Welcome to the shortest day of the year in the Northern Hemisphere. The winter solstice kicks off this Saturday, and with it, thousands of visitors from around the world have gathered at Stonehenge — the mysterious standing set of stones dating between 3000 B.C. and 2000 B.C., in Wiltshire, England — to mark the grand astronomical event when the monument aligns on a sight-line pointing to the winter solstice sunset.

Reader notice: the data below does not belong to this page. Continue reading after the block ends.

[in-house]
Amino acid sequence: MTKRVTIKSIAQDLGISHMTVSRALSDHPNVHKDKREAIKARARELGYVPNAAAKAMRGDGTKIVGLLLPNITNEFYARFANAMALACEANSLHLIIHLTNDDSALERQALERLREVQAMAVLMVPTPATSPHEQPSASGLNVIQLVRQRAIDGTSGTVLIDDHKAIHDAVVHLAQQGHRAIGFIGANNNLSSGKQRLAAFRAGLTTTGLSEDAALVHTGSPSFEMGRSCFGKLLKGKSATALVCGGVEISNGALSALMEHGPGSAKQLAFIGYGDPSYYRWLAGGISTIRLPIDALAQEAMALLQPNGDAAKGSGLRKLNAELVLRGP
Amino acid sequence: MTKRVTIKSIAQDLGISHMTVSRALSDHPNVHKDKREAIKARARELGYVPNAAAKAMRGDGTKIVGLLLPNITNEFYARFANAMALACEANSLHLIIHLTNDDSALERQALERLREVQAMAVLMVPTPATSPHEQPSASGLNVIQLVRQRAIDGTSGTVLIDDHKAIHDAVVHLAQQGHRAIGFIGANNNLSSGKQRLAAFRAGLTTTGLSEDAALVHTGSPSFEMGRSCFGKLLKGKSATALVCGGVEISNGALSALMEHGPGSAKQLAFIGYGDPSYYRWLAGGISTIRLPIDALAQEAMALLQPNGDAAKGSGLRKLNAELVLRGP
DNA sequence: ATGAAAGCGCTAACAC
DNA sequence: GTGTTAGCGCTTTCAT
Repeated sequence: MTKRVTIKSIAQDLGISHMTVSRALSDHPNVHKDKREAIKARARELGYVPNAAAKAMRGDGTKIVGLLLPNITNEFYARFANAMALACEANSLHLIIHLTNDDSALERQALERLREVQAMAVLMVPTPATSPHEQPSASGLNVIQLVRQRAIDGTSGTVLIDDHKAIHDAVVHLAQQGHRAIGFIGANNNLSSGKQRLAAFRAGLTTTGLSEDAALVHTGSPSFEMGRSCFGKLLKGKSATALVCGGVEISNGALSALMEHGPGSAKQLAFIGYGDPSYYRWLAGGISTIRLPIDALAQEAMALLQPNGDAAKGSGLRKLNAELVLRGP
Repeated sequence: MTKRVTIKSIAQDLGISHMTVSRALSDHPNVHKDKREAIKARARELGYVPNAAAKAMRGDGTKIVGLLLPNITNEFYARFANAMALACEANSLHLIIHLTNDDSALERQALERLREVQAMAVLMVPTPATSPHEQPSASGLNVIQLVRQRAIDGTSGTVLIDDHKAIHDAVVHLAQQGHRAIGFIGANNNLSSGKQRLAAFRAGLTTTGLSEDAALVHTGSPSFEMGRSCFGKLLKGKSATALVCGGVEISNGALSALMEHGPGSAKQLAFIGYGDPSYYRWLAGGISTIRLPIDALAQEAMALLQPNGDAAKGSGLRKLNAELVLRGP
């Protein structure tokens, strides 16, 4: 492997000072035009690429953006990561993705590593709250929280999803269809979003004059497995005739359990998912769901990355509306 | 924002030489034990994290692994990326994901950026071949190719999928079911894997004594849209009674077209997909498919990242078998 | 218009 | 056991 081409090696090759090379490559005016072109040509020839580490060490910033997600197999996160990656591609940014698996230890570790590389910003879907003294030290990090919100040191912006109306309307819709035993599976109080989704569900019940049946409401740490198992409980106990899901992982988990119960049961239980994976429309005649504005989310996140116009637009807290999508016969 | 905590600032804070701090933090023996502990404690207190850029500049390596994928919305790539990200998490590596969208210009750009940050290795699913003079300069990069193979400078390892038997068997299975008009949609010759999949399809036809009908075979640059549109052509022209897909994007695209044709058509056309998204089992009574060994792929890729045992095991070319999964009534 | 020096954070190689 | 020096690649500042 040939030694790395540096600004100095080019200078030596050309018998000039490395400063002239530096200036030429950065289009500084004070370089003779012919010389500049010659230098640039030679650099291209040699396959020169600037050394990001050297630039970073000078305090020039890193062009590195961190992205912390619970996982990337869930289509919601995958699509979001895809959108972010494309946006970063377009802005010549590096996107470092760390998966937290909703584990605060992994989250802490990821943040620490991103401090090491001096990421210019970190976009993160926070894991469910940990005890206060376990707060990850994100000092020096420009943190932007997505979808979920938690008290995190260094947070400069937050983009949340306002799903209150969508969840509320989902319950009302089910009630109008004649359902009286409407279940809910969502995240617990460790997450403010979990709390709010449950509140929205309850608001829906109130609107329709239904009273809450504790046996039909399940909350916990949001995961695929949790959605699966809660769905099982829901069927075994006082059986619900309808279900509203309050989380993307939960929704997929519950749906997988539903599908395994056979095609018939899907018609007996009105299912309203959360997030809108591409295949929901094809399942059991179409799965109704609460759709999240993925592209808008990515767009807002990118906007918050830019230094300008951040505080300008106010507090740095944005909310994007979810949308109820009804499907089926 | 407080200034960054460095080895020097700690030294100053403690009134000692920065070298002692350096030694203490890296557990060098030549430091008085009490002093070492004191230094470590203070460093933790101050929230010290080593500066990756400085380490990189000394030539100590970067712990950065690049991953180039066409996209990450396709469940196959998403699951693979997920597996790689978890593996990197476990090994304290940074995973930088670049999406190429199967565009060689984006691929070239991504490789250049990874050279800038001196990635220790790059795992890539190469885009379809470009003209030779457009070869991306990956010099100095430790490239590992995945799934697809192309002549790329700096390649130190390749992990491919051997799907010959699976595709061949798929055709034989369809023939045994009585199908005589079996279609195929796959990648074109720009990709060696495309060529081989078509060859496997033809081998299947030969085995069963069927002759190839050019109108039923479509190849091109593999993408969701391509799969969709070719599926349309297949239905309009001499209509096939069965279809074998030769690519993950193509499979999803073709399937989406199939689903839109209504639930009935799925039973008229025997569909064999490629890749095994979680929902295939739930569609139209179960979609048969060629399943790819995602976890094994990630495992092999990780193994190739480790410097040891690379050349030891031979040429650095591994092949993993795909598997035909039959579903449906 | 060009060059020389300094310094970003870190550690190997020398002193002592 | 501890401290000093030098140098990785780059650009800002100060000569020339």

Of course, who are we fooling? On Saturday morning, most of us would probably prefer to snuggle up under the covers than brave the gathering crowds at Stonehenge (even if the new $44 million visitors center, which opened this past Wednesday, sounds interesting, with an exhibition that includes a forensic reconstruction of a Neolithic man). We’ll leave it to the druids, pagans and astronomical diehards currently gathered at Stonehenge to fill us in on the grand event, which, on the flip side, ushers in the longest night of the year.